Student Blogs as Thinking Tools

I introduced my senior students (Grade 8s & 9s) to blogging in October. They weren’t exactly warm to the idea–Why can’t we just write a paper? they asked. I was caught off guard by that question. It suggested that the students saw the only reason to write in school was to generate an essay, presumably for evaluation, a sentiment that belies the notion that young people are digital natives.

As it turned out, it took a great deal of work to change that view of writing; so much that I changed my entire term’s plans and objectives to develop the practice of thinking first, writing later.

My students and I have come to see a blog as a place to think out loud. It’s a discussion tool. I rarely specify length for a blog post, preferring to let the students write until they feel they’ve expressed themselves clearly. Their first post were short, to be sure, but I suspect they were checking each other’s commitment to blogging. I know of at least one student who had tossed off a blog post went back and then went back and revised her thoughts once she saw what the rest of the class had written. “Wow, my classmates really think philosophically,” she said. I don’t get the sense she had been embarrassed. Rather, it was the fact that everyone else was publicly working hard  that allowed her to work hard as well. But since those early days, I’ve sen the average post length steadily increase.

Here’s an excerpt from one of my Grade 9s, comment on our study of Alice in Wonderland & Through the Looking Glass, Sophie’s World, and Surrealist art. She’s responding to a comment by Flannery O’Connor:

The American writer, Flannery O’Connor” said that distortion is often a way of leading people to see the truth. What do you think she means by that? What truths do the Surrealists want us to see? What truths does Carrol want us to see?

I think that this is all connected to what we define and see as “reality”. Surrealists, Lewis Caroll, philosophers too, have the goal of showing us “many realities”. Or more so, showing us that reality is relative, subjective, and that it’s only a reality for us because it’s so deeply rooted in our everyday life, in what we do and see every day, leading us to being “nestled comfortably in the rabbit’s fur”; it’s comfortable, yes, but reality will never change, never differ for you, unless you climb to the tips of the rabbit’s fine hairs, or as Flannery O’Connor puts it, distort your reality. Surrealism, to me, basically means opening up to – not exactly a “new reality” – but to the fact that there is no such thing as “reality”; just many different ones. The distortion of reality, in the same way that many surrealist paintings make people uncomfortable, and sometimes even scared, is, I feel, another way of pushing past your “reality”. Here’s an example that I feel greatly reflects on what Flannery O’Connor said. Maybe you’ve been living underground for all of your life. It’s comfortable, you’ve created a “nice little home” for yourself, but you’ve never seen or experienced the reality of the outside world. And so one day you climb out of your small home in the ground, the one you’ve so conveniently and safely created for yourself, and enter the outside world. It’s chaotic, hectic, nothing like the warm, comfortable home you’ve always lived in. It makes you scared, uncomfortable; and this is when you either decide to return back to your home or explore this new outside world. And what I think Flannery O’Connor is saying is that the truth, or reality, can be uncomfortable, can scare you at first, but once you push past that discomfort, that feeling that “this is nothing like the real world”, or “my reality”, it can be amazing, it can be a completely different reality than you’ve experienced. Because distortion, or discomfort, or fear, is what motivates you to push past all of those things, and see what Flannery O’Connor says is “the truth”. Whatever that may be. This is why I feel that when in, say, a museum, when someone asks what your favourite painting is, you’ll most always point to a pretty watercolour painting of some nice scenery, or a peaceful sunset, etc. It’s pretty, it’s safe, it’s in your comfort zone. But it’s those other paintings, those strange, bizarre ones, that really make you think, make you wonder. I don’t think surrealists want us to see a truth, but more the fact that there can be many. Many truths, many realities, however “surreal” they may be. It’s just always getting past that initial discomfort, that early uneasiness, that’s difficult. And I think that this is what all these people – Caroll, Surrealists, philosophers – want us to try to see, to try to understand.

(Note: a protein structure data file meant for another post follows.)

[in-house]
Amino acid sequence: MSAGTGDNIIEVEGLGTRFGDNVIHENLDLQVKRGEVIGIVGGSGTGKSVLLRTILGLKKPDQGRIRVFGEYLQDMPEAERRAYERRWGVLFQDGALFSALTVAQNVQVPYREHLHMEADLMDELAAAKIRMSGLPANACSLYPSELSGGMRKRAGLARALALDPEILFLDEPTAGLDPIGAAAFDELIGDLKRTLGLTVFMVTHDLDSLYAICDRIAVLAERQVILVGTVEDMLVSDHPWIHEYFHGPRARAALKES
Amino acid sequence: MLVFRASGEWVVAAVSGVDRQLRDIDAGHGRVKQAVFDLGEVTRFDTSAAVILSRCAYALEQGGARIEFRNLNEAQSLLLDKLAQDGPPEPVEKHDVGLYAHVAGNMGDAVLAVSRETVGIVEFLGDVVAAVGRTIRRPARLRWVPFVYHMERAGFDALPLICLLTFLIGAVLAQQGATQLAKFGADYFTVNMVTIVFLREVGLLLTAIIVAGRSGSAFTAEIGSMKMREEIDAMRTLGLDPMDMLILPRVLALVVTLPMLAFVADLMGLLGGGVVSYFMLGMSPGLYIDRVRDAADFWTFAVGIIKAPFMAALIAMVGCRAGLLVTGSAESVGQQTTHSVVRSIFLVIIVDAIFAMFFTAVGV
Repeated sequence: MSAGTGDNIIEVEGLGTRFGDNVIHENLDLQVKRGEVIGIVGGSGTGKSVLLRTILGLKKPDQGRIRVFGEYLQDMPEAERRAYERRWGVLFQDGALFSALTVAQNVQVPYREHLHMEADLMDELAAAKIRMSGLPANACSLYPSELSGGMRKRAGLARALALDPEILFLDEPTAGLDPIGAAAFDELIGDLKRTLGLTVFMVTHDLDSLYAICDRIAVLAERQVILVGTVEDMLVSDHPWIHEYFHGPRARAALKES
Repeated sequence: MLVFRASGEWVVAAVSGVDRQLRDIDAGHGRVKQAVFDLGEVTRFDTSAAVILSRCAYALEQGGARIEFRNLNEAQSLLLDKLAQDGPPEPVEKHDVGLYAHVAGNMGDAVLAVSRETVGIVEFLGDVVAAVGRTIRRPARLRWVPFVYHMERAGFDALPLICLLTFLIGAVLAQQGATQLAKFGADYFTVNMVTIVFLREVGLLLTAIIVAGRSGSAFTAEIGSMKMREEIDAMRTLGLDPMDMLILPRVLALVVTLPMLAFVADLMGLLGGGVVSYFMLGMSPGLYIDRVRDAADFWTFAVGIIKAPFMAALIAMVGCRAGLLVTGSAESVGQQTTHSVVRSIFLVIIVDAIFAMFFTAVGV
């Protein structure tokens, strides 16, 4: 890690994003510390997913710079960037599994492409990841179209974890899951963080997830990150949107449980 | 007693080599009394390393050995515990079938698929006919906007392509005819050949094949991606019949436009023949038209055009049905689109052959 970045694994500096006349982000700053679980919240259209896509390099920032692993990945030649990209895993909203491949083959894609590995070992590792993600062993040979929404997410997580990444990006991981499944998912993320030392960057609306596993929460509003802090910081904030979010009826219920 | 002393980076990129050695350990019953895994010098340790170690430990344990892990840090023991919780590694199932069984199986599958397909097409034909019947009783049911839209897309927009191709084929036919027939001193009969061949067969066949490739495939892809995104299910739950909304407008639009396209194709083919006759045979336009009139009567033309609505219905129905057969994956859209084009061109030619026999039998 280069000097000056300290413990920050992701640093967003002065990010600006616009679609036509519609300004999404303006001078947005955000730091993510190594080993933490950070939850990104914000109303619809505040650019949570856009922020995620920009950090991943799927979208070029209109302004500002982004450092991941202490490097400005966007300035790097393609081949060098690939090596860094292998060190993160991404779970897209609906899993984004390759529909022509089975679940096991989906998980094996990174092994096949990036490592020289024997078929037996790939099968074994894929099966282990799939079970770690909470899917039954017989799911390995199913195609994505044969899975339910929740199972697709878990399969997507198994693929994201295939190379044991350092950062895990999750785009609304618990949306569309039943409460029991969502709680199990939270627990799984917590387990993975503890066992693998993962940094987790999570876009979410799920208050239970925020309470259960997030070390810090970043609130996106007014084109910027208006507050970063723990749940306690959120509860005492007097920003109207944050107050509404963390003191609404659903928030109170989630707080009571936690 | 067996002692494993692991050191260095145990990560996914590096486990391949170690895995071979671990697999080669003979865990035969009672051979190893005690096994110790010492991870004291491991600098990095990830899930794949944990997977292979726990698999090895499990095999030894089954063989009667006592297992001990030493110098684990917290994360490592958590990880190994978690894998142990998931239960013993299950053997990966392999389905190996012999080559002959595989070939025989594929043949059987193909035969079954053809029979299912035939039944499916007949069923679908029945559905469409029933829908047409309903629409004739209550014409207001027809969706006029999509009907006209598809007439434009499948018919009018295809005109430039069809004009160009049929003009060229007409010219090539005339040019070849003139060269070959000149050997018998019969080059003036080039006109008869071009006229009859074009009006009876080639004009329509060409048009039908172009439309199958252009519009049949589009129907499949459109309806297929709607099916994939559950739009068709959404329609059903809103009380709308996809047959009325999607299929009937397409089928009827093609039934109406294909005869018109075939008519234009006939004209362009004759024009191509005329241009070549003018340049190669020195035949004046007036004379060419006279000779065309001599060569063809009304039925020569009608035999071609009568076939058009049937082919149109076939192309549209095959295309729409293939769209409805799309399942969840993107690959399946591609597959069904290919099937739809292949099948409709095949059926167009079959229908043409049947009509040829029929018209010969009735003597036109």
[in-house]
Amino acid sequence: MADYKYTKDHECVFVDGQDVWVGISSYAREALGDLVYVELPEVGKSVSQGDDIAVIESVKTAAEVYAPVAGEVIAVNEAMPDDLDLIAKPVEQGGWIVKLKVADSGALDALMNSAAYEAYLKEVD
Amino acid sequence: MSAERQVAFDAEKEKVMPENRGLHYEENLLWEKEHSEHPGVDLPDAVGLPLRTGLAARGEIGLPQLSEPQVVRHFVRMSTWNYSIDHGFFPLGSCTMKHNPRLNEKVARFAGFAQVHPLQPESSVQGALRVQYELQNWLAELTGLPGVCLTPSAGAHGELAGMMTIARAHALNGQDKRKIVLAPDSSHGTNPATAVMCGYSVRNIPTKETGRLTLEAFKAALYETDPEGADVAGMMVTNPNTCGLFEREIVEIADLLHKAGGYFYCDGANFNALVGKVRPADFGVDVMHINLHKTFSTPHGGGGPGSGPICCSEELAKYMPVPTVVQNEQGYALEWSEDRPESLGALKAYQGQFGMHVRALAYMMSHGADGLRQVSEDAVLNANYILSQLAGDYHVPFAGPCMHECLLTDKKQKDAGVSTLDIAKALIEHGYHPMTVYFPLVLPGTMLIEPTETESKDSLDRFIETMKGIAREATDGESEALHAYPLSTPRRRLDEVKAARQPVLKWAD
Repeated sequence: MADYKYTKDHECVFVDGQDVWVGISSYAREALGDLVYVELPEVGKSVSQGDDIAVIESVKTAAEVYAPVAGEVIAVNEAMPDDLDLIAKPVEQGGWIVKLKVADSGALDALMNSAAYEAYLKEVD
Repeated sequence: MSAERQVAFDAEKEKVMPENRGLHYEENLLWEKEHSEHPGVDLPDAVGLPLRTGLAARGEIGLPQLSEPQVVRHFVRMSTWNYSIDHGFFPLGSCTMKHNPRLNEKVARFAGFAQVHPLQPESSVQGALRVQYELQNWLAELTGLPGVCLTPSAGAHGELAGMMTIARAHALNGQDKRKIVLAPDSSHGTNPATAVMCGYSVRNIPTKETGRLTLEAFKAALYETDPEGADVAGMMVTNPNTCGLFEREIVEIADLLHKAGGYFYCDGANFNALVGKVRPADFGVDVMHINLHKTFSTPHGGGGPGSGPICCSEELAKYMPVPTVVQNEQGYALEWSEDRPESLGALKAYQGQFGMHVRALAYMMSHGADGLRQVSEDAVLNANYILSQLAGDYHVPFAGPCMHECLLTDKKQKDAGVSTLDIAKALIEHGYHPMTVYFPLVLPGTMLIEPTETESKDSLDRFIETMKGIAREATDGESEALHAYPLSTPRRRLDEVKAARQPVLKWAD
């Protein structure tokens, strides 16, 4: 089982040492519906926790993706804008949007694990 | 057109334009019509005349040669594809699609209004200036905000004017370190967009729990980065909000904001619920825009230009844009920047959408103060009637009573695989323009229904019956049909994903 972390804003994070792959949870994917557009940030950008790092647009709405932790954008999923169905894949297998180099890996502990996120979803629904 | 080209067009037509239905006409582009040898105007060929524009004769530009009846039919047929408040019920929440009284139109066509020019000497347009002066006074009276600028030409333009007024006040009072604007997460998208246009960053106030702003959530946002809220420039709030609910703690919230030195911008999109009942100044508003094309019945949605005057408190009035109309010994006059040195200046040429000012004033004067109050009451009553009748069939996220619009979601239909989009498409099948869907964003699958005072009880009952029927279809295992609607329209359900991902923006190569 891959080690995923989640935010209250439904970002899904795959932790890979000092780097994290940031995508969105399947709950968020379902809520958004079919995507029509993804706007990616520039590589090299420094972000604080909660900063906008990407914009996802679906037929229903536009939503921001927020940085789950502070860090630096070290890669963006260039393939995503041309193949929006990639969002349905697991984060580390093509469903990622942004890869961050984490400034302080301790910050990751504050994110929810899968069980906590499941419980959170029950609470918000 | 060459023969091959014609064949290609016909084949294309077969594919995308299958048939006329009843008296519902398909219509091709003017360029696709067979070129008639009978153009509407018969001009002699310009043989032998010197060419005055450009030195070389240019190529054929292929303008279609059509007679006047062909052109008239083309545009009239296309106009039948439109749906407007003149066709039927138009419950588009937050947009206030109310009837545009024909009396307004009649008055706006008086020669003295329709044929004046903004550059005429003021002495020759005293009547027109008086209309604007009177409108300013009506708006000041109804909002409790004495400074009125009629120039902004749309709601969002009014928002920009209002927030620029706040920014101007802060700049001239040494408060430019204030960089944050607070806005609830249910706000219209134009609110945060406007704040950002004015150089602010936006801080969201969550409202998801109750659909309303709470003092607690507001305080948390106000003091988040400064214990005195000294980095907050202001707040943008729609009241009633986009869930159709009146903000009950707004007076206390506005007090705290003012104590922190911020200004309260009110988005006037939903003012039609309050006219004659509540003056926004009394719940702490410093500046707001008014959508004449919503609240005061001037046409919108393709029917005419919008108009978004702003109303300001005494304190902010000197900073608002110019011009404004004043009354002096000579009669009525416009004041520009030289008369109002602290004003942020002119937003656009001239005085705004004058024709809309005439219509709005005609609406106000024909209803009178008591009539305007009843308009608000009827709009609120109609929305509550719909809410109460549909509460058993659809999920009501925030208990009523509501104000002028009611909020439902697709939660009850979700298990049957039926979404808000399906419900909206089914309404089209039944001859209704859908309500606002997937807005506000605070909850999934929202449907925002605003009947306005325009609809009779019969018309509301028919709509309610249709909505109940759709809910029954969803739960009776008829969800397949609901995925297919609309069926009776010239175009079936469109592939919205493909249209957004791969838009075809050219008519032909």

1. Reply
    Ann Lusch December 30, 2009

    I read this with interest because next semester I plan (for the first time) to integrate blogging into one class. I expect that it will be a new experience for most of my students; I have already experienced that the idea of “digital native” does not extend to all the available tools on the web. I hope that my juniors and seniors (grades 11 and 12) will have at least a fraction of the insight of your grade 9 student!

  2. Reply
    Braddo December 30, 2009

    Thanks for the comment. I am always pleasantly surprised by what students can do when you give them room and proper support; generally, I think we sell them short. I bet you’ll find the same feeling.

  3. Reply
    Do Homework at School & Schoolwork at Home | Stick in the Sand March 19, 2010

    […] some indications that it works. The students see homework as something rather interesting; the student blogs have grown from a couple dozen words a post to several hundred, and I think I see a growing […]

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